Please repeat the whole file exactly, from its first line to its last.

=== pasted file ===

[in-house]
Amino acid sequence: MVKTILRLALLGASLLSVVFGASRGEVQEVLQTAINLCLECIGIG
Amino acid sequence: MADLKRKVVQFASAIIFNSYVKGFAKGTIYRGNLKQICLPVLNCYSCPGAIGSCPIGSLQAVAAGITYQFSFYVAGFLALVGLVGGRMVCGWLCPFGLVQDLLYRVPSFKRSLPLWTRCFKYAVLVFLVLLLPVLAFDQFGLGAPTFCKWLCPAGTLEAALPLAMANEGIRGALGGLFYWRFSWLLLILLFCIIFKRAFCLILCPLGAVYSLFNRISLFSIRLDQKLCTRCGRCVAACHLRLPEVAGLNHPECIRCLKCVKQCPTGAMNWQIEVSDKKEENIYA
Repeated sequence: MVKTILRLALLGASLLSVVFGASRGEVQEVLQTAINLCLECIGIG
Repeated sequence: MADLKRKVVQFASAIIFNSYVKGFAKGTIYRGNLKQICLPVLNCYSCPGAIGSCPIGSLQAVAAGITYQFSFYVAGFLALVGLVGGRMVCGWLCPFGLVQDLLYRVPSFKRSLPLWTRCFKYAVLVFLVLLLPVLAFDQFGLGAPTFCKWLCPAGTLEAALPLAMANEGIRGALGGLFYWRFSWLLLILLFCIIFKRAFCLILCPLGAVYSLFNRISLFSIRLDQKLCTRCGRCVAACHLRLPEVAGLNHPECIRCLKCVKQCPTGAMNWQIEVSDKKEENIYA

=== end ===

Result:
[in-house]
Amino acid sequence: MVKTILRLALLGASLLSVVFGASRGEVQEVLQTAINLCLECIGIG
Amino acid sequence: MADLKRKVVQFASAIIFNSYVKGFAKGTIYRGNLKQICLPVLNCYSCPGAIGSCPIGSLQAVAAGITYQFSFYVAGFLALVGLVGGRMVCGWLCPFGLVQDLLYRVPSFKRSLPLWTRCFKYAVLVFLVLLLPVLAFDQFGLGAPTFCKWLCPAGTLEAALPLAMANEGIRGALGGLFYWRFSWLLLILLFCIIFKRAFCLILCPLGAVYSLFNRISLFSIRLDQKLCTRCGRCVAACHLRLPEVAGLNHPECIRCLKCVKQCPTGAMNWQIEVSDKKEENIYA
Repeated sequence: MVKTILRLALLGASLLSVVFGASRGEVQEVLQTAINLCLECIGIG
Repeated sequence: MADLKRKVVQFASAIIFNSYVKGFAKGTIYRGNLKQICLPVLNCYSCPGAIGSCPIGSLQAVAAGITYQFSFYVAGFLALVGLVGGRMVCGWLCPFGLVQDLLYRVPSFKRSLPLWTRCFKYAVLVFLVLLLPVLAFDQFGLGAPTFCKWLCPAGTLEAALPLAMANEGIRGALGGLFYWRFSWLLLILLFCIIFKRAFCLILCPLGAVYSLFNRISLFSIRLDQKLCTRCGRCVAACHLRLPEVAGLNHPECIRCLKCVKQCPTGAMNWQIEVSDKKEENIYA